It's time to celebrate! For the seventh consecutive year, the AAFP has set a record for total membership. The Academy now has 115,900 members -- 5,300 more than we had last year and a 24 percent increase over the 93,300 members we had back in 2007.
Rick Kellerman, M.D.
I remember 2007 well. It was a time of challenge and opportunity for the AAFP. I was AAFP president and then Board chair that year, and the Academy stood at a crossroads.
AAFP total membership growth had been lackluster for a number of years. Members were concerned about the long-term survival of the specialty for reasons that included unfair payment and a declining number of residency positions. The AAFP was advocating on the specialty's behalf, but member research made us realize that we needed to do more, and do it differently.
Happily, we held a new trump card that would make us a more formidable player at the table: We had definitive research showing that the nation couldn't have a health care system that worked unless it was based on primary care. In the United States, that means based on family medicine. We no longer were alone in believing that family medicine made a difference -- the documentation was there in black and white for anyone to see.
It was time to take bold action, and that's exactly what the Board of Directors decided to do. We pledged that the AAFP would speak with a new voice, acting assertively to gain family physicians representation, relief and respect. The Academy would become the "bold champion" members wanted us to be as we ramped up our efforts to position family physicians as foundational to a health care system that works.
The AAFP created a new "brand," complete with redesigned logo and tagline, to visually communicate this change in the Academy's approach. A two-year multifaceted advertising campaign promoted the value of family physicians to large employers, insurance companies, legislators, policymakers and the 2008 presidential election candidates. The AAFP helped facilitate a medical home symposium in Washington that was attended by more than 240 health care thought leaders, and then developed multiple resources to help family physicians transform their practices into patient-centered medical homes.
The Academy also stepped up its communication with members to let them know about the AAFP's new attitude and assertive actions, which continue to this day.
I've been gratified by the way the AAFP has carried out what we promised to do back in 2007. There's no doubt in my mind that the Academy's influence has grown. Congress and the administration now acknowledge that the health care system must have a primary care base. With the AAFP's urging, the federal government has started to find ways to bolster primary care -- witness the Medicare Primary Care Incentive Payment Program, the enhanced Medicaid payment for specific primary care services, the CMS proposal to create a chronic care management code, and the focus on primary care in the CMS Medicare and Medicaid Innovation Center. However, much work still remains to assure an adequate supply of family physicians and adequate payment to keep them in practice.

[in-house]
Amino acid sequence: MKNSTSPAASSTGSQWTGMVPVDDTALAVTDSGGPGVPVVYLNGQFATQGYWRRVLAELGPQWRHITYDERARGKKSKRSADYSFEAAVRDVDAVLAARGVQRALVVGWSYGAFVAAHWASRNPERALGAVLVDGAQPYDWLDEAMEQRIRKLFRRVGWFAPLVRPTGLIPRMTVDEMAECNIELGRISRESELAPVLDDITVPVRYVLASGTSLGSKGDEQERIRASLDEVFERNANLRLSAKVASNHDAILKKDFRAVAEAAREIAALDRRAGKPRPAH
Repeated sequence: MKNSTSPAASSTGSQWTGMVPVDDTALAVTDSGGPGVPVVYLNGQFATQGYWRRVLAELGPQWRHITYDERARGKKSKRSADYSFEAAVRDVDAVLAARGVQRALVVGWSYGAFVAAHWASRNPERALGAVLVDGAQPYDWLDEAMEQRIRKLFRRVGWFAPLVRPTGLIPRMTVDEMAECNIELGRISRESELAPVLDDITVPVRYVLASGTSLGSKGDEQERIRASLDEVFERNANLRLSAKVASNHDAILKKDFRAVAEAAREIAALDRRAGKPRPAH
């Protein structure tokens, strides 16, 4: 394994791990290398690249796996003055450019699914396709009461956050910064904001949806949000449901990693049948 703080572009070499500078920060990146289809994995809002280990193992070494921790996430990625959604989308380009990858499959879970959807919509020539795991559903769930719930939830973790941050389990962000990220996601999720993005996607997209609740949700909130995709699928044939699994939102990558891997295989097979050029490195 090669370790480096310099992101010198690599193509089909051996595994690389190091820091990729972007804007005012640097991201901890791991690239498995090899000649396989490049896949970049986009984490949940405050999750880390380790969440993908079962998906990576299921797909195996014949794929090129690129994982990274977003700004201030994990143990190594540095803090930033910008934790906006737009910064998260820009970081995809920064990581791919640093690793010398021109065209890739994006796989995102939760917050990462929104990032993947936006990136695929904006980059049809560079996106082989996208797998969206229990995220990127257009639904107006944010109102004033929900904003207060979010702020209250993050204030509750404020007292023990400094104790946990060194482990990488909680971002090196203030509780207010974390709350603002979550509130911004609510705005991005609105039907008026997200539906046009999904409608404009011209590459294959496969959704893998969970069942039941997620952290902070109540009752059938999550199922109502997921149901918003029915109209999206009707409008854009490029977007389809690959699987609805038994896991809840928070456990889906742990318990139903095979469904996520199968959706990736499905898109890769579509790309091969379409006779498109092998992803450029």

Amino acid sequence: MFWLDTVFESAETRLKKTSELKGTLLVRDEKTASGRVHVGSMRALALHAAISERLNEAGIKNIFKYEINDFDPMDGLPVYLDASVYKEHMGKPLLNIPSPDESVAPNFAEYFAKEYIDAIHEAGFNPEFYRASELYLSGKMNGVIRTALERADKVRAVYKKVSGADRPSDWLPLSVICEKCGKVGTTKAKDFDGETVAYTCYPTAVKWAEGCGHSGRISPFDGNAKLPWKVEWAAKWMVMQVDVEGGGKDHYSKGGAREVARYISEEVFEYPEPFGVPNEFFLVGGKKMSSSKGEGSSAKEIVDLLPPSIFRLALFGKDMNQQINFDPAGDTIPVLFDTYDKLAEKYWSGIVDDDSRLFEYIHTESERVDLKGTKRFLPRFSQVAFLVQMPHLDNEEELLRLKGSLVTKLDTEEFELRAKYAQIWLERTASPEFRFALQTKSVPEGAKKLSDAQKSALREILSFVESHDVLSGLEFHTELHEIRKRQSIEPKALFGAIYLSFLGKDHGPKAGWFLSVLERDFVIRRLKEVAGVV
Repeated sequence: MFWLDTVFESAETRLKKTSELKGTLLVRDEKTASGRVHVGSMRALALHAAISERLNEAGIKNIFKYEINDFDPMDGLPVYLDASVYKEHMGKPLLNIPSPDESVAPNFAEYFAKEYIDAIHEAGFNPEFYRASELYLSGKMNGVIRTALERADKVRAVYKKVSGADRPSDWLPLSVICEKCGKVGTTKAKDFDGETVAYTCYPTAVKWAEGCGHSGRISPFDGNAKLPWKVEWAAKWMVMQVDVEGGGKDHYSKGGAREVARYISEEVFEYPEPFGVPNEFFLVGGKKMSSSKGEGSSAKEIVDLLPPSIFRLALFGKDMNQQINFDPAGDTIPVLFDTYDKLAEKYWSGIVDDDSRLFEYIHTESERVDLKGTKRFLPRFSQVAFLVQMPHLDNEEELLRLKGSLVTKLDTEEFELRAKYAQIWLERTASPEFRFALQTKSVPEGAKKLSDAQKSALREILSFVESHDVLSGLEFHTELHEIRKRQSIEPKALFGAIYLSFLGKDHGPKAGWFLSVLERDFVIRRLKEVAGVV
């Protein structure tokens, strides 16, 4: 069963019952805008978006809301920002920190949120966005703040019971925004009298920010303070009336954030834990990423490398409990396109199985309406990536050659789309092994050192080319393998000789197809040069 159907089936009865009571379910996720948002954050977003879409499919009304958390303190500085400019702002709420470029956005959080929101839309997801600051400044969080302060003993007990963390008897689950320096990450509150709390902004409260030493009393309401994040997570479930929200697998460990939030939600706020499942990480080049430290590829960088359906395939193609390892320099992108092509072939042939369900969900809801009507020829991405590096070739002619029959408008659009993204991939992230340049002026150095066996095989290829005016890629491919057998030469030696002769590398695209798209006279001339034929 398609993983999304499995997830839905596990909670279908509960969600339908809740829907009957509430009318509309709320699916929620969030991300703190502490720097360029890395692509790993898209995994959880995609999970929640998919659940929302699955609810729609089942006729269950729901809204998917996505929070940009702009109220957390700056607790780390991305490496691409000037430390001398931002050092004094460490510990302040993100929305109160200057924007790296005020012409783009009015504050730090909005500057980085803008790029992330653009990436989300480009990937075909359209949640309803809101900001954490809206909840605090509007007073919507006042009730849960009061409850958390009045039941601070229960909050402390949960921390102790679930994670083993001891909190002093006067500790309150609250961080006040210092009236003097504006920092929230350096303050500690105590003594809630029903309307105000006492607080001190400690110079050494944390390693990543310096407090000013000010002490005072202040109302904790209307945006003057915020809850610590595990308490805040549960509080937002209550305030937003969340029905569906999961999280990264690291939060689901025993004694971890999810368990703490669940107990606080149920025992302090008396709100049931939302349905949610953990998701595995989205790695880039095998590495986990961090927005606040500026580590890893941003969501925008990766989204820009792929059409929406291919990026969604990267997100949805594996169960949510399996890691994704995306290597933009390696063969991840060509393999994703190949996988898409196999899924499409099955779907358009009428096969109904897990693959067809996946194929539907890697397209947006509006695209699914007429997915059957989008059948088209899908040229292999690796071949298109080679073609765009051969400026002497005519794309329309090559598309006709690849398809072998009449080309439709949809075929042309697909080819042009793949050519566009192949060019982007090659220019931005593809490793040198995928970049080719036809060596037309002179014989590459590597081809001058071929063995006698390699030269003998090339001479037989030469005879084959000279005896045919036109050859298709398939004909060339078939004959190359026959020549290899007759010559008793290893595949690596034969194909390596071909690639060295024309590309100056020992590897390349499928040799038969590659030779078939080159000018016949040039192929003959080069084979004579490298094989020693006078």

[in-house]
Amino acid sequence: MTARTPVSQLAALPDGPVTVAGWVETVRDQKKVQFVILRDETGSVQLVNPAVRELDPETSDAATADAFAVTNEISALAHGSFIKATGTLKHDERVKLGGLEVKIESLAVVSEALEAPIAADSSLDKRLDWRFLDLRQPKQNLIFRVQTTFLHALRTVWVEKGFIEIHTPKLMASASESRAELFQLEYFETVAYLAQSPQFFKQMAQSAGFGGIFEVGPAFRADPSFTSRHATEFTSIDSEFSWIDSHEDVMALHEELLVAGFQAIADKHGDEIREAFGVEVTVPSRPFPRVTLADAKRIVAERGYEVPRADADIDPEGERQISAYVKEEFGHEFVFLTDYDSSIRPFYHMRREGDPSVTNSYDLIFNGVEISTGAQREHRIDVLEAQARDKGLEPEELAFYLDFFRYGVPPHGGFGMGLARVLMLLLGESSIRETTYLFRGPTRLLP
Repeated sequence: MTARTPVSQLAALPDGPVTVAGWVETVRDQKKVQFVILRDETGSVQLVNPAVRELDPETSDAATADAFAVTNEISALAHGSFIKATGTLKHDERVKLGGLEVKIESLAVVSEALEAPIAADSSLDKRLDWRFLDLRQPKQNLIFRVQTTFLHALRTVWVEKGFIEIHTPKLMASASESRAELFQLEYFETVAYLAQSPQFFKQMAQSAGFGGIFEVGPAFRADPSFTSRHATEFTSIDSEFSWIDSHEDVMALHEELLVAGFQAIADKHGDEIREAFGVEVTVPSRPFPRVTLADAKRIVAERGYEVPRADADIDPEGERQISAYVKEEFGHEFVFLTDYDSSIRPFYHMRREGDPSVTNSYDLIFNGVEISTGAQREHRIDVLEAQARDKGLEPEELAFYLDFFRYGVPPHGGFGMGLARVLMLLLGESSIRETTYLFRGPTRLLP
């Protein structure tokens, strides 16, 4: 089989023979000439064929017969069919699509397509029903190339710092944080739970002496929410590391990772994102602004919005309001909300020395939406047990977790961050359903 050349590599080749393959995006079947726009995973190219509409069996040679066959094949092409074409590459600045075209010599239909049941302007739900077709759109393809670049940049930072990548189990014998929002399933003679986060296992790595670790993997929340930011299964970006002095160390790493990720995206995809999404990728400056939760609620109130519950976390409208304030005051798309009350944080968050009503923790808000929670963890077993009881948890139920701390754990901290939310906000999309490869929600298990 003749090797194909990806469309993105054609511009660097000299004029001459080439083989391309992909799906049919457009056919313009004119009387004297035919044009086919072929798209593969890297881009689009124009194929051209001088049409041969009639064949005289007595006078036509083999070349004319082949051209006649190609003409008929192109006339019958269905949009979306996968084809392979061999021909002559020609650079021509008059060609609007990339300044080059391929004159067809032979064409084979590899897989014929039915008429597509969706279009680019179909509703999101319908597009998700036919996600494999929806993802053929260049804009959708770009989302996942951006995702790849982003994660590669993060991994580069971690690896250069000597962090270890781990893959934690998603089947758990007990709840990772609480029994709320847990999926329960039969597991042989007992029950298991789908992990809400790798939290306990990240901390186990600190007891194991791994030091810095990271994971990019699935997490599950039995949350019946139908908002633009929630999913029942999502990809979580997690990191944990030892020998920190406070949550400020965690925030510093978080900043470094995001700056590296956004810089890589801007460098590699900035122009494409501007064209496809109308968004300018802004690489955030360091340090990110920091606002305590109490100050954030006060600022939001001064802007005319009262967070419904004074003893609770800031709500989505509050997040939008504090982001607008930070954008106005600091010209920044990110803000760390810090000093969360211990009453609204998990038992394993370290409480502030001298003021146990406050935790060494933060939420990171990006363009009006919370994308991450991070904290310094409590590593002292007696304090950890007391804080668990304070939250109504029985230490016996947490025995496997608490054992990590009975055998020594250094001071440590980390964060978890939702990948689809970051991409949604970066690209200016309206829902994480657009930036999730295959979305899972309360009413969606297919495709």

The AAFP's heightened assertiveness has also helped family medicine residents see the value of Academy membership. The AAFP has made substantial improvement in recent years regarding the percentage of graduating residents who transition to active membership. Among 2012 family medicine residency graduates -- the most recent class measured -- nearly four out of five transitioned into active membership. Many medical associations struggle with this, but the AAFP has made progress.
The AAFP's bold attitude also shows in other decisions the Academy has made in the years since 2007. For example, the Academy has developed a multifaceted approach to boosting student interest, including the decision in 2010 of making student membership free. The result? Today, one in every four medical students, allopathic and osteopathic, is an AAFP member -- 26,900 in all, 10,600 more than in 2007. This early exposure to the specialty could help them decide on family medicine as a career, and even if it doesn't, they're more likely to understand and appreciate the foundational role of the family physician in the evolving health care system.
What will the next bold steps be? The AAFP and other family medicine organizations are working on Family Medicine for America's Health: Future of Family Medicine 2.0. This is the follow-up to the first Future of Family Medicine project conducted more than a decade ago. The goal of this effort is to examine the challenges and opportunities facing family medicine today and define a path forward in the context of a rapidly changing health care landscape. A report on the project will be released this fall in the Annals of Family Medicine.
I salute the Academy's Congress of Delegates, Board of Directors and commissions; the AAFP's constituent chapters; and all AAFP members who have chosen to take bold action on behalf of our specialty and our patients. Let's keep it up until Washington finds the political will to complete the move to a family medicine-based health care system that works.
Rick Kellerman, M.D., an AAFP past president, is chair of the Department of Family and Community Medicine at the University of Kansas School of Medicine-Wichita. He oversees family medicine education for medical students, three family medicine residency programs and postgraduate activities.
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